As a result of unbelief and disobedience, Moses did not get to lead the people into the promised land of Israel. The people themselves wound up wandering in the desert for 40 years, and a lot of them died in that wilderness.  Then those left, under Joshua’s leadership, had to fight their way in.

The message in this chapter to its readers and what God is saying to you and me is, don’t do as the people of Israel did nor as Moses did.  Don’t draw back from following the Lord. Don’t let your desires and comforts come between you and God. Realize who and what Jesus is and remain loyal to Him.

As pointed out before, the Hebrews this epistle was written to were suffering persecution. You and I may too in coming days.  There is always the temptation to put personal comfort, safety, and convenience ahead of our loyalty to Jesus Christ in this life.

“Today, if His voice you hear, do not harden your hearts as in the provocation.” (Hebrews 3:!5, Literal rendering)

Faith is the key to progress.

The time for faith is always now. It is our life, a life of trusting God because we have decided and continually decide to live that way.

Faith is the means of progress in our spiritual life, our walk with God, at every point and every day.  Faith is the pathway to rest…

And to whom did He swear, they shall not enter His rest, if not to those who disobeyed. And we see that they were not able to enter [the promised land] because of unbelief.” (Hebrews 3:18-19, Literal rendering).

And are there not many temptations today that seek to get us to draw back from following Jesus, from a life of fellowship with Him that listens, believes and obeys?

Follow in His Steps

Continuing Series of Meditations on the Epistle to the Hebrews (chapter 2)

Much of the Epistle to the Hebrews is about Jesus Christ, all that He is and what that means for us.  That’s the primary subject.  But it is also about us, His believers and followers.  Basically, the message is that He is a model for us to follow.

1 Peter 2:21: “Christ also suffered for you, leaving you an example for you to follow in His steps.” (NASB)

So let’s look first at some important information in the chapter about Jesus.

For it was fitting for Him, for whom are all things, and through whom are all things, in bringing many sons to glory, to perfect the author of their salvation through sufferings.
–Hebrews 2:10 (NASB)

God the Father is the source of all things good and ultimately they exist for Him.  This verse is saying that it was appropriate that Jesus was brought to maturity, made perfect through sufferings. This is an integral part of “bringing many sons to glory,” that is our salvation accomplished all the way through its three phases: justification, sanctification, and glorification.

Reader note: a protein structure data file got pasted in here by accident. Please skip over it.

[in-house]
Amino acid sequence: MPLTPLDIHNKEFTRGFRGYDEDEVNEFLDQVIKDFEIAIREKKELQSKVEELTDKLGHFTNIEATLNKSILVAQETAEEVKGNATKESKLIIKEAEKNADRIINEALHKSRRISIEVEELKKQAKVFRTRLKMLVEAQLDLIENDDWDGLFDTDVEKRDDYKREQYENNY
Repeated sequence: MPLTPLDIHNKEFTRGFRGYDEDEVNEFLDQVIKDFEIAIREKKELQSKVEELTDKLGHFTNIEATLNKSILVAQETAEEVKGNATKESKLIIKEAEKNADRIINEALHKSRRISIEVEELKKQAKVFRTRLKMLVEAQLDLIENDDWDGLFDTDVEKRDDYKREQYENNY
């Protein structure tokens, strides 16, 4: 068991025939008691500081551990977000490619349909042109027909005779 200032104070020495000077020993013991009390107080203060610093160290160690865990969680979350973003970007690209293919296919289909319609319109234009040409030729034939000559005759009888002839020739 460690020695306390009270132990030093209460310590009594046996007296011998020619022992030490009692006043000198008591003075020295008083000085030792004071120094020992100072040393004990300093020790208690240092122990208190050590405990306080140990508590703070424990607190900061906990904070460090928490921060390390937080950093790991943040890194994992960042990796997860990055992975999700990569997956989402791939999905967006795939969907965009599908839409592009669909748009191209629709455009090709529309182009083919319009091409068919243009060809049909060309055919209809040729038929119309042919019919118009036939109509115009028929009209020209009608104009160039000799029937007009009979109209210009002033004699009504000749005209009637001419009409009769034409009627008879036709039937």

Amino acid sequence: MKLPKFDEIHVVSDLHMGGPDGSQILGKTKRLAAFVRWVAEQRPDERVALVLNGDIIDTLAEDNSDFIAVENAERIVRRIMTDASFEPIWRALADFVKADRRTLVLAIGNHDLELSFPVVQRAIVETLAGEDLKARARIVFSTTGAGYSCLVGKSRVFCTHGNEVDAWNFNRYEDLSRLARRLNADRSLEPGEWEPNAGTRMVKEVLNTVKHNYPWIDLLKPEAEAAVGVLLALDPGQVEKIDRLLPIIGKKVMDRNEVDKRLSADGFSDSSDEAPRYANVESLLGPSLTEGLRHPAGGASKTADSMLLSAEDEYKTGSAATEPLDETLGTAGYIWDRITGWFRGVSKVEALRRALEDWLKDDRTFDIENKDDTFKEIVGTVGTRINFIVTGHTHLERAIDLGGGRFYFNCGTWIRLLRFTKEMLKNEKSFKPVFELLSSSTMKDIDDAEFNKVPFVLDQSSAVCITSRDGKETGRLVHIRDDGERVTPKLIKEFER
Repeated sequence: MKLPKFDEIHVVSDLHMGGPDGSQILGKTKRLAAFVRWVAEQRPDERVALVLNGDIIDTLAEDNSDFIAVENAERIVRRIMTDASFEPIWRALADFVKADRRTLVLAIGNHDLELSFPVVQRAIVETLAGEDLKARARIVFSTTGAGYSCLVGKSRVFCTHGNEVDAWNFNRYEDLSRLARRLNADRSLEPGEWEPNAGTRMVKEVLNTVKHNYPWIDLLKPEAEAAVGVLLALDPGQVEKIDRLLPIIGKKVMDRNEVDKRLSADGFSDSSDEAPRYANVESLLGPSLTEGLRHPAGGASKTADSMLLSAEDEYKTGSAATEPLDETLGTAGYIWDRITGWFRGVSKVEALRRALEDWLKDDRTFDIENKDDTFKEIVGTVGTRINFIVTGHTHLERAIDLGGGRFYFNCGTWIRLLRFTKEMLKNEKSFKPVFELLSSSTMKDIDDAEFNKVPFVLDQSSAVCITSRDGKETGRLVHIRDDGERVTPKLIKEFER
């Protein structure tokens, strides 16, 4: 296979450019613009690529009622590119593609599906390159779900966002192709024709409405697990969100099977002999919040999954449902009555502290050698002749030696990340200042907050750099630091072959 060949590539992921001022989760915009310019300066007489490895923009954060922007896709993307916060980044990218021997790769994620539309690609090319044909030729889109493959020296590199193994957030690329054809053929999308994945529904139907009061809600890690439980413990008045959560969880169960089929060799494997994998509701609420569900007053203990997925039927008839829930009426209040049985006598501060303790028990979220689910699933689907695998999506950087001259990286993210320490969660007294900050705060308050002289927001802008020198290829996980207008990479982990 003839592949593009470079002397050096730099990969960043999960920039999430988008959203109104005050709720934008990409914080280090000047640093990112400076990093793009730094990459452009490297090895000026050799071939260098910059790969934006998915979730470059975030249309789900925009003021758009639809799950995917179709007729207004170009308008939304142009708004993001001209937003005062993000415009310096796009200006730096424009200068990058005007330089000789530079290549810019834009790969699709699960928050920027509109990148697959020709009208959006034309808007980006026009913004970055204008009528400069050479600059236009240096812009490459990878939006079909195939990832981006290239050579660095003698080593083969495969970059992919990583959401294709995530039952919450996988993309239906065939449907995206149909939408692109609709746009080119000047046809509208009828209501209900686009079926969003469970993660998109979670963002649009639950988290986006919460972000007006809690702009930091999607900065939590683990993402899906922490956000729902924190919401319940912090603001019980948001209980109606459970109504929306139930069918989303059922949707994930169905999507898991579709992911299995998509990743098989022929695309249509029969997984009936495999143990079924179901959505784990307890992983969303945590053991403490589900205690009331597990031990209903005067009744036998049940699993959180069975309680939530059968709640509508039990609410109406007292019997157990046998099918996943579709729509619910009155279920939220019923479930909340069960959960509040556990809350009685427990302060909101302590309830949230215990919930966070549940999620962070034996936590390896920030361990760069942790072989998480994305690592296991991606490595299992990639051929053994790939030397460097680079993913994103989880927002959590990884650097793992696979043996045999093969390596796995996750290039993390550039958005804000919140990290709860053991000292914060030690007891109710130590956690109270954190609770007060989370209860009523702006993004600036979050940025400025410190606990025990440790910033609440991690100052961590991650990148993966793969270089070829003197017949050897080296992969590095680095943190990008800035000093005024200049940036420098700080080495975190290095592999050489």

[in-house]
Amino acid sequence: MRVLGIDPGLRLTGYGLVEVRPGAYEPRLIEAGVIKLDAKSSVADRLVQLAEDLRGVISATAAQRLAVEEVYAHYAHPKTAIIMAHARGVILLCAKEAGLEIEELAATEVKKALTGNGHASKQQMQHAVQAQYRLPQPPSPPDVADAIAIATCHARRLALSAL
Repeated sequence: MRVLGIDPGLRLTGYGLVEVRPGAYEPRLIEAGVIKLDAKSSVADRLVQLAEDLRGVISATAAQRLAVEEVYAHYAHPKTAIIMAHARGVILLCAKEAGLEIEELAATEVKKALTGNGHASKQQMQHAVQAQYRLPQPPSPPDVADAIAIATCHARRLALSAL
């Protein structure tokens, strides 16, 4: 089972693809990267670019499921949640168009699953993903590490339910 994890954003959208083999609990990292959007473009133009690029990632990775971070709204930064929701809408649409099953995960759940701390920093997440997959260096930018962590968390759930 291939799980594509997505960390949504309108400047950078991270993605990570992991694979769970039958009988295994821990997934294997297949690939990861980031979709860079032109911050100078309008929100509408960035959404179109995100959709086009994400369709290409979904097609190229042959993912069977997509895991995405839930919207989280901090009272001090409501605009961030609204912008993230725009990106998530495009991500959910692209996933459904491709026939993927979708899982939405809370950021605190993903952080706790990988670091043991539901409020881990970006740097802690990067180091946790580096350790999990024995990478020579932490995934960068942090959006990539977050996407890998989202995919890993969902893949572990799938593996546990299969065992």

God does the bringing.
Notice that is it God that does this. We don’t bring ourselves: He brings us. Salvation is not something we earn or accomplish. It’s what God accomplishes for us through Jesus Christ.

God the Father was also active in Jesus’ life as He lived it here on earth, through the Holy SPirit. God brought Jesus to maturity.  The Holy Spirit led Jesus “into the wilderness to be tempted by the devil. And after He has fasted forty days and forty nights, He became hungry. And the tempter came and said…” (Matthew 4:1-3, NASB)

Jesus was both God and man at the same time.  Deity and humanity. And He still is. He still has a body, though a much glorified, powerful and indestructible one now, and He is still fully human.  He is the perfect bridge between God the Father and You and me.  He makes the Father accessible to us, and He is one with us, as much so and more so than a husband is one with his wife.

This is of course a great mystery, and I tread lightly.  One grand and adorable Person who has two natures, one fully God, one fully human.

Jesus lived as fully human on earth, while being also God.

It is vital to realize that while Jesus walked the earth as both God and man, that He did not depend on his Deity as his primary source of strength, healing and miracles or even wisdom.

He certainly could have made use of His privileges at any point as the Son of God: “Or do you think that I cannot appeal to My Father and He will at once put at My disposal more than twleve legions of angels?” (Matthew 26:53, the occasion of Jesus arrest in the Garden of Gesthemane)

On the other hand, when the scribes objected to Jesus saying to the paralytic, “Take courage, son, your sins are forgiven.” Jesus added:

Why are you thinking evil in your hearts? Which is easier, to say, ‘Your sins are forgiven,’ or to say, ‘Get up, and walk’? But so that you may know that the Son of Man has authority on earth to forgive sins”… (Matthew 9:2-6)

Jesus was and is certainly the Son of God, but here He calls Himself the “Son of Man.” While being God, at the same time He exercised authority  as the Son of Man, an important distinction.

Now while I would never take it upon myself to forgive the sins of others in God’s place (as in the example in the above paragraph), I firmly believe that much of what Jesus did here on earth, we can do too. At the very least we have the potential for doing it.

I can do all thing through Him [Christ] Who strengthens me.” (Phillippians 4:1, NASB)

“Truly, truly, I say to you, he who believes in Me, the works I do, she will do; because I go to the Father.” (John 14:!2, NASB)